History of Luminox watches
This article provides information about Luminox watches, more specifically the history of Luminox watch company.
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Luminox watches are known by the self-powered illumination system that is unique to them, and guaranteed to last for at least ten years. In order to incorporate this facility, Luminox watches undergo additional manufacturing steps that no other watches in the world do. The history of Luminox is closely tied to this unique feature of its watches.
Richard Timbo and Barry Cohen, two business acquaintances who knew each other through their career as sales representatives, were looking for creating a market through branded products or proprietary technology that would place a barrier on competition. They found the Swiss company RMBG, which had a unique illumination technology, and suggested that this technology be incorporated into Swiss watches, and obtained exclusive rights for the use of the technology in Northern America.
The new design watches, which were initially marketed under the brand name of the Swiss company, was soon re-christened Luminox, a name highly suggestive of its unique illumination capabilities that had been derived from the Latin roots Lumi, meaning light, and nox meaning night.
The unknown brand of watches was still struggling to make a mark in a competitive market that laid great value by brand name, when it got a break in the form of a call from a US navy procurement officer. In 1993 the company received an invitation from the procurement officer of the US Navy SEAL teams to supply it with a specially designed range of watches. The US navy’s Sea, Air and Land (SEAL) teams needed a dive watch for use on their night missions. Luminox took up the challenge and worked with its Swiss partner for nine months before coming out with the first Navy SEAL watch in 1994.
This was a turning point in the history of Luminox watches. The seal of approval given by the SEAL improved the credibility of the brand and boosted its image in the consumer market. Demand for the watches started to grow. The company started selling its plastic model Luminox watches.
After selling several thousands of its plastic model watches for five years, the company introduced the first steel version, with carbon fiber bezel, in 1999. The steel version of the SEAL dive watches was an instant success. From this, it was apparent to the manufacturers that if they could make the watches in greater varieties and numbers, the market would absorb them. This spurred the company on to an expansion drive and the desire to introduce new models.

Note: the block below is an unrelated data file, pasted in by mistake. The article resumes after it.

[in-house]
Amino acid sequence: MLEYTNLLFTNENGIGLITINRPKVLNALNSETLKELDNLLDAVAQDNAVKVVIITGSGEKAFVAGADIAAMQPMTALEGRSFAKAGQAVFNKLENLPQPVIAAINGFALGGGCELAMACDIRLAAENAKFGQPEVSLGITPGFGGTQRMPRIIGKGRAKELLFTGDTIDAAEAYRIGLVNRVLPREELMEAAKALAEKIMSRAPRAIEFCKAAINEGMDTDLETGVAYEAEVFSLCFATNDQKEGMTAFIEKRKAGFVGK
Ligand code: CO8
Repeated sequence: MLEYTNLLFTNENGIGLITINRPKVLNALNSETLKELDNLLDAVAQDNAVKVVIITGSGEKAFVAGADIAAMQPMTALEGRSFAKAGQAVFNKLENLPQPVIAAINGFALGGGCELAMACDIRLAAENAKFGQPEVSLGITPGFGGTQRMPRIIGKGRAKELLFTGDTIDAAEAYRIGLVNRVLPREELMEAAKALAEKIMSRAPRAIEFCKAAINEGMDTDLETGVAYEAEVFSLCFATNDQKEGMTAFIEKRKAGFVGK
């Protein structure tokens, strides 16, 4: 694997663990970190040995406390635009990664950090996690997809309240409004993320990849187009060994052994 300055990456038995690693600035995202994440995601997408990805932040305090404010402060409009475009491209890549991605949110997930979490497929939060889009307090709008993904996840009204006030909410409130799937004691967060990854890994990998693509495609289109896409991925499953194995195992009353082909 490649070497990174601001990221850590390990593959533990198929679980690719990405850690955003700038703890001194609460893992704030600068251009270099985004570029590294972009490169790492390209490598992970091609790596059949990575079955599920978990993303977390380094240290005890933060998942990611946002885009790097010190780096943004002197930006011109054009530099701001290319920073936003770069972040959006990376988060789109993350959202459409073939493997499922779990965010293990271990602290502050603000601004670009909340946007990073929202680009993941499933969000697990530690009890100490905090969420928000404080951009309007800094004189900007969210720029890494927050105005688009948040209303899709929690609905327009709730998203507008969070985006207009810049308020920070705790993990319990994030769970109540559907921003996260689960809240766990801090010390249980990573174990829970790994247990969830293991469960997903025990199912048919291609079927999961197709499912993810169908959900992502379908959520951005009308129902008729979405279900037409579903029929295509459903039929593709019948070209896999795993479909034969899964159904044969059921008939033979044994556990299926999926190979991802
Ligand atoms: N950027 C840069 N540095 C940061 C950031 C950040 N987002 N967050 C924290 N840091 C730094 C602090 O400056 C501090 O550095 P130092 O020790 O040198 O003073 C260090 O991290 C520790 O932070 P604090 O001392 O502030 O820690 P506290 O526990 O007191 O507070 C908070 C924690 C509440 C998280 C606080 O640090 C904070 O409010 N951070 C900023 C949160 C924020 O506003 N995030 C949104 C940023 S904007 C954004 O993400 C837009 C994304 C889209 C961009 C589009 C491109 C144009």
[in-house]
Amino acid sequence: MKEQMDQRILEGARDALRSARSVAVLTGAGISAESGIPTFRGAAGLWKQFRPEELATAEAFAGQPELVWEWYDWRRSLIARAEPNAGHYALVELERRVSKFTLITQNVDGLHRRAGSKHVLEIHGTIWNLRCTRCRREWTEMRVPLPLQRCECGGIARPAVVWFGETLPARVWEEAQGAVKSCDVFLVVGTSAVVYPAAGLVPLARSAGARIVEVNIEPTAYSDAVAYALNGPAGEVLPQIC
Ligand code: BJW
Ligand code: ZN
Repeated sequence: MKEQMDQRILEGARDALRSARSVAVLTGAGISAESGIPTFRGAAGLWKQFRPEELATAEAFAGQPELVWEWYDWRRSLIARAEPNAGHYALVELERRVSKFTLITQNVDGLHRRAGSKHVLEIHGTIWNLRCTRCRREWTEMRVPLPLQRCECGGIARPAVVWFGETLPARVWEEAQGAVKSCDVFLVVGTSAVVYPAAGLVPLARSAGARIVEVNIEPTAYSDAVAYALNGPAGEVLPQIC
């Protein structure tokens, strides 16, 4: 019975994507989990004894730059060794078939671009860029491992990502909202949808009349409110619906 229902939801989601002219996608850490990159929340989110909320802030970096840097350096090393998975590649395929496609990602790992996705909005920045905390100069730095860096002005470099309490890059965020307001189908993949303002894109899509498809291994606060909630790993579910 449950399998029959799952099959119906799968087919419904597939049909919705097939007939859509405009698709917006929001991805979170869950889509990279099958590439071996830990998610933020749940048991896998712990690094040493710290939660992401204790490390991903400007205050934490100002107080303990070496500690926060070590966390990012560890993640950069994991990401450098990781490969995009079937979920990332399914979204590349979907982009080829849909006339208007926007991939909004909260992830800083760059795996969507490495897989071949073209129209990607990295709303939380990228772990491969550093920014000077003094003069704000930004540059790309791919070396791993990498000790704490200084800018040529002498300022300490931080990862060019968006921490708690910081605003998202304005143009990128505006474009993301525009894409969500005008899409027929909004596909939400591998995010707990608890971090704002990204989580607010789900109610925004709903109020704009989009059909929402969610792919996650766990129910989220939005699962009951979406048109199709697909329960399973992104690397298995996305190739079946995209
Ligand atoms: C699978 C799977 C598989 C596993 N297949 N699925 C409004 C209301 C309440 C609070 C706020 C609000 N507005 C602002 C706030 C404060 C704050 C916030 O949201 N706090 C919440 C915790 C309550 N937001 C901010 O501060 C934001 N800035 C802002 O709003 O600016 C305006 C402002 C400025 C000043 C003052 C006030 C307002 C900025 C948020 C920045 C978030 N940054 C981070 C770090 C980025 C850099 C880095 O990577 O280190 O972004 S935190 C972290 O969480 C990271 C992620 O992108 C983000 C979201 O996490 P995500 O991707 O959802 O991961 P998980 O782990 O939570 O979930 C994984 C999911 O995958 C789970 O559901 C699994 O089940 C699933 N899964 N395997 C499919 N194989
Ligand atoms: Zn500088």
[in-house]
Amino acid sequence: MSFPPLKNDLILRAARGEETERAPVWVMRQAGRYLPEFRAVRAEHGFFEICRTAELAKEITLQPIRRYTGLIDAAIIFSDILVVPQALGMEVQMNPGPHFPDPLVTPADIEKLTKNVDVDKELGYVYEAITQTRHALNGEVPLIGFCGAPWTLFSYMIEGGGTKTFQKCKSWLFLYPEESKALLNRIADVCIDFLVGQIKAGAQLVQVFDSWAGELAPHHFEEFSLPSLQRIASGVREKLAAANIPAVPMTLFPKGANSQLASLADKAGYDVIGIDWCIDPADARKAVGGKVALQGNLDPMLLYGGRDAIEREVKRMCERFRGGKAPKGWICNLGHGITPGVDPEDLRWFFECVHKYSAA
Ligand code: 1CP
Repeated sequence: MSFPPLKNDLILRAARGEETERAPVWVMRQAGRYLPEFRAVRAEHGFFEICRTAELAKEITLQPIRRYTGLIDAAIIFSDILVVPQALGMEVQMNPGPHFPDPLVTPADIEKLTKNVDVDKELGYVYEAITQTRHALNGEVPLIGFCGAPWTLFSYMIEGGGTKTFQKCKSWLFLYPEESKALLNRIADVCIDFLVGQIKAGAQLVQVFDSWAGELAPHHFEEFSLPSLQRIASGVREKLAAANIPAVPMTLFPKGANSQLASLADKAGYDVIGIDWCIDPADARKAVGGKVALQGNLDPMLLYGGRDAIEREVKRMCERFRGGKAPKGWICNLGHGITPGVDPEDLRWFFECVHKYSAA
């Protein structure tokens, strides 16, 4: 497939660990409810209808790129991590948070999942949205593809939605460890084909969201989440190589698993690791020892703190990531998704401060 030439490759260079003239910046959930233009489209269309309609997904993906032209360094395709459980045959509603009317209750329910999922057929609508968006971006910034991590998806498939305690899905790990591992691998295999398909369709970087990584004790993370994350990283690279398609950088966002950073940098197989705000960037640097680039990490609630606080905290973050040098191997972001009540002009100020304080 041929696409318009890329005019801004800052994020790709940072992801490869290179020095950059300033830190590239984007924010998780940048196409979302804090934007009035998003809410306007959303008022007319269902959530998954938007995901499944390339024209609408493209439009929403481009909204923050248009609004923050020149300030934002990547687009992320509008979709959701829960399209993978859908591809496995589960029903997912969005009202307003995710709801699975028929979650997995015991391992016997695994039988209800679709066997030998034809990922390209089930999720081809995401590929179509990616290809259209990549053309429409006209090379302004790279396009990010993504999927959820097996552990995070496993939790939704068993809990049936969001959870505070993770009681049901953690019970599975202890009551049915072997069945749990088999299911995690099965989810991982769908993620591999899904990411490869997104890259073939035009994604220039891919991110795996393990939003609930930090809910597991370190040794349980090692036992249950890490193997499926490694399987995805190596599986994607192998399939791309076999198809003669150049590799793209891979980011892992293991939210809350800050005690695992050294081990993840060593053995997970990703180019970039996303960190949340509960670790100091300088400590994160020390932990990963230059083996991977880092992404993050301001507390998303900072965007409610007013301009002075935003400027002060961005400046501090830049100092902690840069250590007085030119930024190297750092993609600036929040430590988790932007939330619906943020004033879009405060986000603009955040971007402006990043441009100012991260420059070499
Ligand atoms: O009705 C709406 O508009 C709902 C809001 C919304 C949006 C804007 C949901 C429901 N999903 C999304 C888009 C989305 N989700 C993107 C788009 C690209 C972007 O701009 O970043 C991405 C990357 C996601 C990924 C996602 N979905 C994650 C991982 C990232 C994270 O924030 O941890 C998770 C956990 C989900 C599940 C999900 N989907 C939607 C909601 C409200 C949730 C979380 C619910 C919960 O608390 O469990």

In the fall of 2000, the company came out with an all steel series and an all titanium series. The new launches were again greeted with resounding success, as the market lapped up both the products. These series incorporated features that are found in what are considered fine watches, and included 10-year lithium batteries, sapphire glass crystals and anti reflective coating.
The company also developed a new version that was targeted at special customers adding freshness to its range.
If the call from the US navy was a major milestone in the history of Luminox watches, the Air force was not to lag far behind. The company received a call in 1999 from the Edwards Air Force base informing them that they loved the watches produced by them, and would like to have a version for use during their bombing missions. The requirement was to develop something specifically for them, and not to supply or even adapt the version that was supplied to the Navy. This gave rise to a series of watches that was developed for use by F-117 Nighthawk stealth pilots.
Luminox subsequently acquired rights to develop watches for the unique requirements of aviation industry. Thus was born another range of watches in the Luminox group.
The company is now working on plans for new ranges of watches for meeting both the requirements of the Navy and the Air Force, and is also taking several measures to retain and consolidate it’s hold in the retail market.